• Will continue to be in demand in the future
  • Can be applied in other countries as well

Ideally the skill also matches the following criteria:

  • Doesn’t require your physical presence and can be done online
  • Pays well
  • You can find clients easily
  • You can pick it up and start making money quickly

Just think about all the services you use regularly both at work and privately: programmers, carpenters, hairdressers, car mechanics, carers, doctors, electricians, engineers of some kind, etc.

If you or your child is about to choose what to study, keep those criteria in mind! In my generation it was fashionable to study marketing and business management. All those people had a really hard time finding a job. Programmers, on the other hand, didn’t even need to look for a job, they got headhunted while still at university.

A good skill provides you with protection against the mistakes you might make with your investments and any ugly surprises the economy/market throws at you. It’s never too late to learn one.

I am starting to realise just now how desperately people and companies are looking for good carpenters, electricians and other tradesmen. It’s so hard to find a good one! It’s because young people are not interested in this kind of stuff! It’s a mistake. There’s a huge demand for good people (I see that in Romania AND in Germany as well even though these are 2 very different worlds).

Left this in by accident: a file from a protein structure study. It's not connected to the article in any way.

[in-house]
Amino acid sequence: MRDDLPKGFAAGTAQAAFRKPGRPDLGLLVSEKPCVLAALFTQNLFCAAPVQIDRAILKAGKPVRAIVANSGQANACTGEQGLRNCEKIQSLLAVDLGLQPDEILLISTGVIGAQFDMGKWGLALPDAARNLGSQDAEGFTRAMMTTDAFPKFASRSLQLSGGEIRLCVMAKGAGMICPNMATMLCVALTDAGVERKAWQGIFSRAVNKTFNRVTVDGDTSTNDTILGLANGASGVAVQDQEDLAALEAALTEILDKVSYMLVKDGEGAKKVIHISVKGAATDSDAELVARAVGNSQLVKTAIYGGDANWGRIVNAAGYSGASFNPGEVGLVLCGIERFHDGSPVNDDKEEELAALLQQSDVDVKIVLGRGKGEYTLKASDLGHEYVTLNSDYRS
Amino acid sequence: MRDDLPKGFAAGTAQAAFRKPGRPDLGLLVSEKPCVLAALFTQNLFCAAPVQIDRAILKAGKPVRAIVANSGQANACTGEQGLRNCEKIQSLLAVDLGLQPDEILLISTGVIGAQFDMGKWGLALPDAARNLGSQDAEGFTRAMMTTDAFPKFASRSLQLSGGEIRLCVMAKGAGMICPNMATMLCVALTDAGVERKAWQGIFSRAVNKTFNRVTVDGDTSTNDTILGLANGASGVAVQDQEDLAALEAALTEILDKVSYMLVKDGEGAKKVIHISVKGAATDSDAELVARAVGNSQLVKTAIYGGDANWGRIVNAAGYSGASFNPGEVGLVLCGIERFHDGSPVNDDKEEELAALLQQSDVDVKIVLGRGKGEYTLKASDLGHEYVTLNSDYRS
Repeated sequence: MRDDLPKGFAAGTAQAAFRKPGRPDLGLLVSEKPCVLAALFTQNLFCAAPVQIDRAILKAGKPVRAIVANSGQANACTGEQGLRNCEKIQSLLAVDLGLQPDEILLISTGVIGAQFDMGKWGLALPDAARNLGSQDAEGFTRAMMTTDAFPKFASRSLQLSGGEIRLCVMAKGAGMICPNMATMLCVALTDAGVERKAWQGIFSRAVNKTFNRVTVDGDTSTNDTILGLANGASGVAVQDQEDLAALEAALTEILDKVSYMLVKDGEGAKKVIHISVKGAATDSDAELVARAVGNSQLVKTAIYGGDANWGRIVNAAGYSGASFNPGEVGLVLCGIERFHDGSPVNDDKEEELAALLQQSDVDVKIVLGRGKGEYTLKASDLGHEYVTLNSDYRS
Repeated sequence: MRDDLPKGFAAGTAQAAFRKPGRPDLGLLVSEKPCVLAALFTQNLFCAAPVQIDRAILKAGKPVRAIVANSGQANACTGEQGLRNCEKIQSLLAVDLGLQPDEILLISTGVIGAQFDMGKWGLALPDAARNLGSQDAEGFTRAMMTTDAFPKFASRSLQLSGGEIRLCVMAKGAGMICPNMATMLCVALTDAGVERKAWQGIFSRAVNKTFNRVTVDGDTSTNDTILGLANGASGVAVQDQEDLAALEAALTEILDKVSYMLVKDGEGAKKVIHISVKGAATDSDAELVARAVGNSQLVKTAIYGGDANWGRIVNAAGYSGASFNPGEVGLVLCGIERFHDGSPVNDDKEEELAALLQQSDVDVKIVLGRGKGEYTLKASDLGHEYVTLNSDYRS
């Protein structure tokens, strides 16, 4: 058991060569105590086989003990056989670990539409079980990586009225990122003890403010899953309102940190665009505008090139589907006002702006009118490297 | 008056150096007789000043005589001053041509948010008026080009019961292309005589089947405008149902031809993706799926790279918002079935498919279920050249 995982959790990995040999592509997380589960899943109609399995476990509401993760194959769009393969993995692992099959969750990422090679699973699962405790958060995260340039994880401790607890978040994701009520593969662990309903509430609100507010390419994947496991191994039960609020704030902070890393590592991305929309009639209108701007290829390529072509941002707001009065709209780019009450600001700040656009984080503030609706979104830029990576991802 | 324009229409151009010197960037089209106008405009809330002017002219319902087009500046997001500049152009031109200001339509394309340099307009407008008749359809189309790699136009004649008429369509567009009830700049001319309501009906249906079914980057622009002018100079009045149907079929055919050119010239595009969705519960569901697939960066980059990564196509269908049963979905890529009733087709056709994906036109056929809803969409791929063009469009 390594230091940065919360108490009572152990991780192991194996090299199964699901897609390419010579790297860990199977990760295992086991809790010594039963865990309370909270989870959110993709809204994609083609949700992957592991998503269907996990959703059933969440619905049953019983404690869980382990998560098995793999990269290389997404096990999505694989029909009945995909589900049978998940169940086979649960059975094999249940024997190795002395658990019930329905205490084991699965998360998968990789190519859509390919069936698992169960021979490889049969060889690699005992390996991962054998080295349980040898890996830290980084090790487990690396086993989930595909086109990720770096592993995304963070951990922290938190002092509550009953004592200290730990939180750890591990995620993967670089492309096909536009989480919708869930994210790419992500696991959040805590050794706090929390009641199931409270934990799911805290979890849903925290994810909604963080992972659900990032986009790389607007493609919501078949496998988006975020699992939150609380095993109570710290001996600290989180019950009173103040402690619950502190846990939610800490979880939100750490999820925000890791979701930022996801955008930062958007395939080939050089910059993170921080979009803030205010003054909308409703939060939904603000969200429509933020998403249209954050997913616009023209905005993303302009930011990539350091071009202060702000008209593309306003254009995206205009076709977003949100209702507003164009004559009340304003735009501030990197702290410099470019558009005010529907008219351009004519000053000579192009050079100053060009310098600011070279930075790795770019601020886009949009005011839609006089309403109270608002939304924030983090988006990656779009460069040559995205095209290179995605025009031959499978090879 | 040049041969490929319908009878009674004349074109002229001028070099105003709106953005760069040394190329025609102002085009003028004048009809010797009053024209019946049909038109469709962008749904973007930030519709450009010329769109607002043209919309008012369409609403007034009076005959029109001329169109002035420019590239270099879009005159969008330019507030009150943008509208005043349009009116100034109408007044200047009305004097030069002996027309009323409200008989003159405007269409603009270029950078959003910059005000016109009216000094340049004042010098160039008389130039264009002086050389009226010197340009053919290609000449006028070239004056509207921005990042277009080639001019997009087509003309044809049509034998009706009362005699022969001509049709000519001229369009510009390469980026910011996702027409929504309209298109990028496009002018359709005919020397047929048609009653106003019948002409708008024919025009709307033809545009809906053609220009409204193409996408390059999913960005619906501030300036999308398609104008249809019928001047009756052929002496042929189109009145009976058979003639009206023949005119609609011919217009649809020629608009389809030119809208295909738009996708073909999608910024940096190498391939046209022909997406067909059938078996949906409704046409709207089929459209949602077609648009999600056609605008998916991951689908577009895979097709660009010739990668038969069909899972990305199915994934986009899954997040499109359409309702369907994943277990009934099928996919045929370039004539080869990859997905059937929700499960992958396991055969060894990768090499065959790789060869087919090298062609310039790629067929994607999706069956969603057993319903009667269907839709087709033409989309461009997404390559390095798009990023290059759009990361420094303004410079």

#4 The Stockmarket

The fourth pillar of our FI strategy is investing in the stockmarket/ETFs. We’re doing this (gambling) with relatively little money at the moment but we’ll start investing most of our cash in ETFs (index funds) once we feel the time has come.

Right now we’re speculating on stuff we think is undervalued. It’s gambling. It’s learning. I’m probably always going to gamble with a small amount of money. I think I need this kind of adrenalin kick. However I don’t touch high-risk stuff that I don’t understand and I only invest money I have left over after I’ve paid all my bills.

While most of the people on the road to FI are investing almost exclusively in the stockmarket, I personally don’t have a good feeling about that strategy. Even after reading about  index funds, Jim Collins’ stock series, several other blogs and understanding the 4% safe withdrawal rate. How safe is the safe withdrawal rate? I wrote a post about what I think about that.